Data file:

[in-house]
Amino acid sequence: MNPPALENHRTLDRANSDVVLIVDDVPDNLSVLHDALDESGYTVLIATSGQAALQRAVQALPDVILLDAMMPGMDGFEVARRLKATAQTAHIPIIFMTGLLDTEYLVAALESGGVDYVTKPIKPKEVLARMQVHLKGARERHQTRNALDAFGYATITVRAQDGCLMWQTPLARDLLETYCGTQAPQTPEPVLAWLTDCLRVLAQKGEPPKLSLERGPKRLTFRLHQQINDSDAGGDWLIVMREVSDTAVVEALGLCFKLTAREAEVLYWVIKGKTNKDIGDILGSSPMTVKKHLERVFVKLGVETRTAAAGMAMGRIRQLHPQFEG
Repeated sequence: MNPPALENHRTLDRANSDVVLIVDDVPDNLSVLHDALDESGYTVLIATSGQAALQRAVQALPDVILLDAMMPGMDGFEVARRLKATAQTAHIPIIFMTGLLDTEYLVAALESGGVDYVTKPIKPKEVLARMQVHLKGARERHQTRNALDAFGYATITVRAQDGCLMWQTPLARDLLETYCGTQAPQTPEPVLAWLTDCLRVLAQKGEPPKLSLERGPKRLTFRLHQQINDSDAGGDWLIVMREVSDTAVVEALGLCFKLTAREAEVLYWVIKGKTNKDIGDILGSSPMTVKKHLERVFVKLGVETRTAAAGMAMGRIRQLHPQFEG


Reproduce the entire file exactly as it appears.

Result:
[in-house]
Amino acid sequence: MNPPALENHRTLDRANSDVVLIVDDVPDNLSVLHDALDESGYTVLIATSGQAALQRAVQALPDVILLDAMMPGMDGFEVARRLKATAQTAHIPIIFMTGLLDTEYLVAALESGGVDYVTKPIKPKEVLARMQVHLKGARERHQTRNALDAFGYATITVRAQDGCLMWQTPLARDLLETYCGTQAPQTPEPVLAWLTDCLRVLAQKGEPPKLSLERGPKRLTFRLHQQINDSDAGGDWLIVMREVSDTAVVEALGLCFKLTAREAEVLYWVIKGKTNKDIGDILGSSPMTVKKHLERVFVKLGVETRTAAAGMAMGRIRQLHPQFEG
Repeated sequence: MNPPALENHRTLDRANSDVVLIVDDVPDNLSVLHDALDESGYTVLIATSGQAALQRAVQALPDVILLDAMMPGMDGFEVARRLKATAQTAHIPIIFMTGLLDTEYLVAALESGGVDYVTKPIKPKEVLARMQVHLKGARERHQTRNALDAFGYATITVRAQDGCLMWQTPLARDLLETYCGTQAPQTPEPVLAWLTDCLRVLAQKGEPPKLSLERGPKRLTFRLHQQINDSDAGGDWLIVMREVSDTAVVEALGLCFKLTAREAEVLYWVIKGKTNKDIGDILGSSPMTVKKHLERVFVKLGVETRTAAAGMAMGRIRQLHPQFEG